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Das Rheingold launches what is perhaps the single most ambitious project in opera, Richard Wagner’s Der Ring des Nibelungen.
This live performance of Laurent Pelly’s Glyndebourne staging of
Humperdinck’s affectionately regarded fairy tale opera, was recorded at
Glyndebourne Opera House in July and August 2010, and the handsomely produced
disc set — the discs are presented in a hard-backed, glossy-leaved book and
supplemented by numerous production photographs and an informative article by
Julian Johnson — is certainly stylish and unquestionably recommendable.
Recorded at a live performance in 2012, this CD brings together an eclectic
selection of turn-of-the-century orchestral songs and affirms the extraordinary
versatility, musicianship and technical accomplishment of mezzo-soprano
Once I was: Songs by Ricky Ian Gordon features an assortment of
songs by Ricky Ian Gordon interpreted by soprano Stacey Tappan, a longtime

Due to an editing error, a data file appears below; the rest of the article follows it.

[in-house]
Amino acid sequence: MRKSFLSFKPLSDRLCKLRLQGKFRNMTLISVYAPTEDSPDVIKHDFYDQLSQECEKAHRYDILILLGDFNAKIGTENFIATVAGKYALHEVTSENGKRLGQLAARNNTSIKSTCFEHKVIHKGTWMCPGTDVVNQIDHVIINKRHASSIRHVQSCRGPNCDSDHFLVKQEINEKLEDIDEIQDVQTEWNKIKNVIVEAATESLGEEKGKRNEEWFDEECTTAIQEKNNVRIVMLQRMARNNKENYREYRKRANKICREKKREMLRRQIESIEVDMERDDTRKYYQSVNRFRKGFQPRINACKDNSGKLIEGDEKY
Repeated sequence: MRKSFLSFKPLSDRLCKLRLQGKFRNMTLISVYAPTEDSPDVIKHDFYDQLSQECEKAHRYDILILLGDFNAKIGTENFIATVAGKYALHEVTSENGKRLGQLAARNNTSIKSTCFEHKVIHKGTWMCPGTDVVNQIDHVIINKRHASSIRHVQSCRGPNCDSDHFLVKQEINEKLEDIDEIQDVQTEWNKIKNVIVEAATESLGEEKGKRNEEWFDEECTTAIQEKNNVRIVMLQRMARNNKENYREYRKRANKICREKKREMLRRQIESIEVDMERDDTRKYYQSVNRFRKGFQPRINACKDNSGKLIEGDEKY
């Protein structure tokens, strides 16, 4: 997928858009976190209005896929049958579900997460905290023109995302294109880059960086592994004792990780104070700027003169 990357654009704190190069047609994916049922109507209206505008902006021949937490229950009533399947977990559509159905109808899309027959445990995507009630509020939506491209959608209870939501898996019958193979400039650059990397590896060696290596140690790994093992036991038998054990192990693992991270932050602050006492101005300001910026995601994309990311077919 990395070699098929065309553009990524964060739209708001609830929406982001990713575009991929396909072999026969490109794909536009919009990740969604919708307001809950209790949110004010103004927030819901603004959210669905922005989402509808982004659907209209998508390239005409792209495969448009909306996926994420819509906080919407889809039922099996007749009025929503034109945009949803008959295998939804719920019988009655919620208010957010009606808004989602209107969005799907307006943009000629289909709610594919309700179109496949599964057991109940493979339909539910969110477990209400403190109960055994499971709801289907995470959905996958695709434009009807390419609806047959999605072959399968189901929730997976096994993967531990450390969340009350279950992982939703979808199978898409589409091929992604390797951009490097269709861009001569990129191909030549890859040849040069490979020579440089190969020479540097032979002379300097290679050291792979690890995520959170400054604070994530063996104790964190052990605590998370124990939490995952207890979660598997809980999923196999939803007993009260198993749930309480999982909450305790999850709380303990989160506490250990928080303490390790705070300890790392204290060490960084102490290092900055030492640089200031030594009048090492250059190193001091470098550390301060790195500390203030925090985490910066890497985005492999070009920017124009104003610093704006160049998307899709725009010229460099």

friend of the composer since their work on his opera Morning Star at
the Lyric Opera of Chicago.
Alfredo Kraus, one of the most astute artists in operatic history in terms of careful management of technique and vocal resources, once said in an interview that ‘you have to make a choice when you start to sing and decide whether you want to service the music, and be at the top of your art, or if you want to be a very popular tenor.’
In generations past, an important singer’s first recording of Italian arias would almost invariably have included the music of Verdi.
With celebrations of the Verdi Bicentennial in full swing, there have been
many grumblings about the precarious state of Verdi singing in the world’s
major opera houses today.
In the thirty-five years immediately following its American première at the Metropolitan Opera in 1914, Italo Montemezzi’s ‘Tragic Poem in Three Acts’ L’amore dei tre re was performed in New York on sixty-six occasions.
Few operas inspire the kind of competing affection and controversy that have surrounded Mozart’s Così fan tutte almost since its first performance in Vienna in 1790.
During his career in film, opera, and operetta, Richard Tauber (1891 - 1948) enjoyed the sort of global fame that eludes all but the tiniest handful of ‘serious’ singers today.
Known principally for its two concert show-pieces for the leading lady, the success of Francesco Cilea’s Adriana Lecouvreur relies upon finding a soprano willing to take on, and able to pull off, the eponymous role.